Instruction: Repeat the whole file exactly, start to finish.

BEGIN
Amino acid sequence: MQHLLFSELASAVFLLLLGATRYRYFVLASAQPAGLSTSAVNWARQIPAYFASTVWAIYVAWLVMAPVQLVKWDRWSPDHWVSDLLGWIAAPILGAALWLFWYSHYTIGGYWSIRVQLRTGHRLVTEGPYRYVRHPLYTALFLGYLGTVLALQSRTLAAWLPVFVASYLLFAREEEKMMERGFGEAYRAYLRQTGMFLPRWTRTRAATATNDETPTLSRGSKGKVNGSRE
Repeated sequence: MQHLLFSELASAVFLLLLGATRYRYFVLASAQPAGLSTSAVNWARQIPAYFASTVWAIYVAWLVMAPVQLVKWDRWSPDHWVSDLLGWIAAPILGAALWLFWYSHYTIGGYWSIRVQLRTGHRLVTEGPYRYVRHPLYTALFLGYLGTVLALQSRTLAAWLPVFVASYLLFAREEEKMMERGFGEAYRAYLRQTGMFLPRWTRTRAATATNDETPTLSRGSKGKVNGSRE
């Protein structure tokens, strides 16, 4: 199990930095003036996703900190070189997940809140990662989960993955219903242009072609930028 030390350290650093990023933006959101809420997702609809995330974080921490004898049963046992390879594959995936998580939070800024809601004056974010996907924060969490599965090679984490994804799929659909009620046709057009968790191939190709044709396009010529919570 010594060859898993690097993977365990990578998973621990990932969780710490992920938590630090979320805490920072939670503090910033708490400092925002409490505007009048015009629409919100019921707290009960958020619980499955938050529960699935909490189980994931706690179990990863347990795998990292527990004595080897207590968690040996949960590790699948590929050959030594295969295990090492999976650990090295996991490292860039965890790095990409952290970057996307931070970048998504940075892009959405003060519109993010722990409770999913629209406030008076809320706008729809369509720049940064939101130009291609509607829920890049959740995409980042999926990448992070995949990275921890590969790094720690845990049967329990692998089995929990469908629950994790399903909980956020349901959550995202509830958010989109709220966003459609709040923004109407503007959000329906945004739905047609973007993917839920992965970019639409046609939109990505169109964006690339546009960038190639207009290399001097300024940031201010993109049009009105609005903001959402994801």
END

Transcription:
Amino acid sequence: MQHLLFSELASAVFLLLLGATRYRYFVLASAQPAGLSTSAVNWARQIPAYFASTVWAIYVAWLVMAPVQLVKWDRWSPDHWVSDLLGWIAAPILGAALWLFWYSHYTIGGYWSIRVQLRTGHRLVTEGPYRYVRHPLYTALFLGYLGTVLALQSRTLAAWLPVFVASYLLFAREEEKMMERGFGEAYRAYLRQTGMFLPRWTRTRAATATNDETPTLSRGSKGKVNGSRE
Repeated sequence: MQHLLFSELASAVFLLLLGATRYRYFVLASAQPAGLSTSAVNWARQIPAYFASTVWAIYVAWLVMAPVQLVKWDRWSPDHWVSDLLGWIAAPILGAALWLFWYSHYTIGGYWSIRVQLRTGHRLVTEGPYRYVRHPLYTALFLGYLGTVLALQSRTLAAWLPVFVASYLLFAREEEKMMERGFGEAYRAYLRQTGMFLPRWTRTRAATATNDETPTLSRGSKGKVNGSRE
């Protein structure tokens, strides 16, 4: 199990930095003036996703900190070189997940809140990662989960993955219903242009072609930028 030390350290650093990023933006959101809420997702609809995330974080921490004898049963046992390879594959995936998580939070800024809601004056974010996907924060969490599965090679984490994804799929659909009620046709057009968790191939190709044709396009010529919570 010594060859898993690097993977365990990578998973621990990932969780710490992920938590630090979320805490920072939670503090910033708490400092925002409490505007009048015009629409919100019921707290009960958020619980499955938050529960699935909490189980994931706690179990990863347990795998990292527990004595080897207590968690040996949960590790699948590929050959030594295969295990090492999976650990090295996991490292860039965890790095990409952290970057996307931070970048998504940075892009959405003060519109993010722990409770999913629209406030008076809320706008729809369509720049940064939101130009291609509607829920890049959740995409980042999926990448992070995949990275921890590969790094720690845990049967329990692998089995929990469908629950994790399903909980956020349901959550995202509830958010989109709220966003459609709040923004109407503007959000329906945004739905047609973007993917839920992965970019639409046609939109990505169109964006690339546009960038190639207009290399001097300024940031201010993109049009009105609005903001959402994801």